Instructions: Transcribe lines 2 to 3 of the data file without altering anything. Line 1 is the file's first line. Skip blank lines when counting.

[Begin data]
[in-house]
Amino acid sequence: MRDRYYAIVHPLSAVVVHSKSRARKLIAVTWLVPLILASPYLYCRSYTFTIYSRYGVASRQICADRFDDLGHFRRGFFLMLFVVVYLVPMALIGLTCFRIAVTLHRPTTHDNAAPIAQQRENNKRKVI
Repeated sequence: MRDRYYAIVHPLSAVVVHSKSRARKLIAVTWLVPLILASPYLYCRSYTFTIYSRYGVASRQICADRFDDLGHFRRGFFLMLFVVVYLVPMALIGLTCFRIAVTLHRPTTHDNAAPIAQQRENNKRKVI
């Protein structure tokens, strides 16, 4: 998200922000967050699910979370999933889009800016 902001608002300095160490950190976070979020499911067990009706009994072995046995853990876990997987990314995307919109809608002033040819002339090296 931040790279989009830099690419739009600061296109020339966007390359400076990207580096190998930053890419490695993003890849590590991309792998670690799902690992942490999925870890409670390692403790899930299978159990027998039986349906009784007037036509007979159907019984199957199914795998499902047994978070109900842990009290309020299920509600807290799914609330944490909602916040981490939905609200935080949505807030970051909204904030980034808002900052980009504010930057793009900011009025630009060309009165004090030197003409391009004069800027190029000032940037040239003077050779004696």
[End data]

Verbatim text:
Amino acid sequence: MRDRYYAIVHPLSAVVVHSKSRARKLIAVTWLVPLILASPYLYCRSYTFTIYSRYGVASRQICADRFDDLGHFRRGFFLMLFVVVYLVPMALIGLTCFRIAVTLHRPTTHDNAAPIAQQRENNKRKVI
Repeated sequence: MRDRYYAIVHPLSAVVVHSKSRARKLIAVTWLVPLILASPYLYCRSYTFTIYSRYGVASRQICADRFDDLGHFRRGFFLMLFVVVYLVPMALIGLTCFRIAVTLHRPTTHDNAAPIAQQRENNKRKVI